WRAS is warning people not to take in young wildlife thinking it is just a case of feeding them up and placing them somewhere warm this winter. “We often get calls from people who are very well meaning and taken in a wild animals or bird thinking they are just young and need feeding only for the to go down hill and then we get the call for help once they are too ill to survive. So always get any wild animal or bird properly checked over by a wildlife rescue organisation.”

 

This Autumn and Winter please help support East Sussex Wildlife Rescue & Ambulance Service (WRAS) to look after as many at risk wildlife as possible.

 

More information is available at http://wildlifeambulance.org/donate/winter-warmer-appeal/  and donations can also be made at https://www.justgiving.com/campaigns/charity/eastsussexwras/winterwarmer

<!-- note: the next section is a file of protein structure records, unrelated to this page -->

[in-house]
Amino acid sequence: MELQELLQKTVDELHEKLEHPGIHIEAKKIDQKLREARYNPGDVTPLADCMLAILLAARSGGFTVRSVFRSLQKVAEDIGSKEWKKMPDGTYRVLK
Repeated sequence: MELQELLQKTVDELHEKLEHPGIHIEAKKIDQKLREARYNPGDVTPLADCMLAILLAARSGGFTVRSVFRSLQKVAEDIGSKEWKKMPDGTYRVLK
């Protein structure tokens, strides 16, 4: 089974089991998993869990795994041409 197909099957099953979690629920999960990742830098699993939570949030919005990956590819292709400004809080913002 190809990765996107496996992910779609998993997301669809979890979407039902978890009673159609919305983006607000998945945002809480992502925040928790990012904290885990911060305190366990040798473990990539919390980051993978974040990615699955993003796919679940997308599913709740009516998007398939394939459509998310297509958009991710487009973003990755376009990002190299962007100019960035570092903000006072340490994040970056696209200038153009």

Or post a donation to: East Sussex WRAS, Winter Warmer Appeal, PO Box 2148, Seaford, East Sussex, BN25 9DE.

 

-END-

 

To arrange additional photos, interviews or to film at WRAS’s Casualty Centre please contact Trevor Weeks on 01825-873003.

 

 

Trevor Weeks MBE

Founder & Operations Director

 

East Sussex Wildlife Rescue & Ambulance Service (WRAS)

Reg Charity 1108880

 

Office: 01825-873003

24Hr Rescue Line: 07815-078234

Trevor’s Private Mobile: 07931-523958

 

Address:

Unit 8 The Shaw Barn, Whitesmith, East Sussex, BN8 6JD.

 

 

 

About Trevor Weeks

Trevor Weeks MBE Operations Director for East Sussex Wildlife Rescue & Ambulance Service (WRAS) Trevor started undertaking wildlife rescue and conservation work in 1985 when just 13 years old, and his life has been dedicated to the care of wildlife ever since. East Sussex Wildlife Rescue was established as a voluntary group in 1996 and became a registered charity in 2005. WRAS now has four veterinary ambulances and a Casualty Care Centre on the A22 between Hailsham and Uckfield capable of looking after up to 200 casualties at a time. The charity is primarily run by volunteers and relies of donations to fund its award winning life saving service.